An argument for diverse interests and passions

During my time in academia, I struggled to describe what my core interest area was. This made it hard to hone in on well defined research questions, to identify key collaborators, to pursue funding opportunities.

My (in)ability to provide a coherent answer to ‘what is your research area?’ contributed to my exit from academia.

It must have left an emotional mark because for the last 3+ years I’ve been trying to put to paper a coherent narrative of what exactly it is that Gareth – the psychologist does. Implicitly I have been trying to make it a single narrative – one story. I even call it ‘the overarching narrative’.

This is strange though, because anyone that knows me, including myself, knows that my work (and personal) narrative is one of multiple strands. Other than my PhD, where you are forced to essentially study the one thing for multiple years, my career has always consisted of me pursuing multiple strands at the same time.

Sometimes those strands are related. For example, when I worked in Child and Adolescent Mental Health I evaluated very different interventions, but the connecting thread was always ‘does this program work to improve mental health?’. In my current role, you’ll find me talking ‘mental fitness’ one day and ‘self-care’ the next. Whilst they seem like different presentations, they both have at their core the deliberate decisions we make to improve our wellbeing.

But other times, the narratives don’t converge easily. During my time at UniSA, where I was working on mental health workforce modelling, was also the time when I started the Visualising Mental Health project. Projects that had very few crossover points.

Yesterday I sat down with my “Overarching narrative” document, and instead of trying to find the underlying thread that connected all my work projects, I just wrote a new paragraph at the beginning. In it I simply acknowledged the presence of multiple strands and that I would try to find connections between them if possible, but accept when there weren’t. I let go of the need to make it all line up nicely. And then guess what happened? The story got easier to write! The insistence that the story be one thing, stopped the actual story from being told.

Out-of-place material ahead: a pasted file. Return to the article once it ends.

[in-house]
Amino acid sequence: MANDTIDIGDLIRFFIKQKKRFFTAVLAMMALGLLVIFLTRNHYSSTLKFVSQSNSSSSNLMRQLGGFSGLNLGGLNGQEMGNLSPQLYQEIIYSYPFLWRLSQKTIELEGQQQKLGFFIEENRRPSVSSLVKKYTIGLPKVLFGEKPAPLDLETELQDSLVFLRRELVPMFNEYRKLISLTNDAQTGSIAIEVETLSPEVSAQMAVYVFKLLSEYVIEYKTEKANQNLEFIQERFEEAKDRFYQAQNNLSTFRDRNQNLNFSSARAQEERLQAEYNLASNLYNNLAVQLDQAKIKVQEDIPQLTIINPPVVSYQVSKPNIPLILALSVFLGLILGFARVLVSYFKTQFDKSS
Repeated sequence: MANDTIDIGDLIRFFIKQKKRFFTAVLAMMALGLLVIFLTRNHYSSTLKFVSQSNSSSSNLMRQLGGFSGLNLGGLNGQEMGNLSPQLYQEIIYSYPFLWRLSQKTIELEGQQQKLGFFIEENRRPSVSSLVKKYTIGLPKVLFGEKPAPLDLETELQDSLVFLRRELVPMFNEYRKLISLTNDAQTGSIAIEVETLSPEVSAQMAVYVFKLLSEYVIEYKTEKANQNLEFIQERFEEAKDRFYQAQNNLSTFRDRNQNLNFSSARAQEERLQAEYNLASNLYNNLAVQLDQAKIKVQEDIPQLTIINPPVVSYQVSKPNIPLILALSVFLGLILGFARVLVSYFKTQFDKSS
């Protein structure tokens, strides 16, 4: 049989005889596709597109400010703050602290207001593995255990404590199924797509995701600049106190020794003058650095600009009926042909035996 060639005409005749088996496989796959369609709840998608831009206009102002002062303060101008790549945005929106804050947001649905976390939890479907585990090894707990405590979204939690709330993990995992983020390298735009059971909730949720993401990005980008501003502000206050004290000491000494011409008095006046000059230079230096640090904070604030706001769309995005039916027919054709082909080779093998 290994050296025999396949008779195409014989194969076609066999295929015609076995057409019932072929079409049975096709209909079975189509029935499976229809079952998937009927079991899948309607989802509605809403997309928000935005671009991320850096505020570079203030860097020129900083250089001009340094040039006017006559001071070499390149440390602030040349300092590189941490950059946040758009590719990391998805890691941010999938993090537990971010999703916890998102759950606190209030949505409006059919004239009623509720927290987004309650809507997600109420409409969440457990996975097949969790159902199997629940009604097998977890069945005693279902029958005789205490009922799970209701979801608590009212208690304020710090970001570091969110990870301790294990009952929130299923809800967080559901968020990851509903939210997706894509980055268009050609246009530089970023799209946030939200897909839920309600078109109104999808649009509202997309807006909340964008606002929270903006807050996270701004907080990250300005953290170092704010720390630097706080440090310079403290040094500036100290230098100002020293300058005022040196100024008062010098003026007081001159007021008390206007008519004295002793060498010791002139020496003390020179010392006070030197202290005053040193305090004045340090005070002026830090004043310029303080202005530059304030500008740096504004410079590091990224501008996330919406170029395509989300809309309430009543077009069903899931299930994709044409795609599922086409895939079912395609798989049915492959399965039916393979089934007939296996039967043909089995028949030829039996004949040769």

I won’t pretend there aren’t downsides. Those researchers/clinicians/teachers who can find that one core passion and laser focus their attention on it, progress much faster in that topic. Trying to run multiple strands at the same time means not progressing as fast in any given one. But there is also freedom in not fighting internally with oneself over the nature of one’s interests and passions.

It may mean pursuing different job options, working arrangements and collaborations, but my experience has been that is the best part of it. I left uni thinking that I needed to be a clinician or a researcher. I am neither, but a little bit of both but a few other things as well. My experience is that my diverse interests were what (partly) created the job situation I find myself in now – a job I love.

It would be silly of me to suggest it works out positively in all situations. A whole range of other factors play a role here. How hard one works (conscientiousness), how capable you are in the different areas, how well you engage with other people, how reliable you are. But I guess my takeaway message is that I don’t think it is the presence of diverse interests that is the problem. Instead, it is denying that aspect of yourself and trying futilely to thrive in settings that don’t welcome it.

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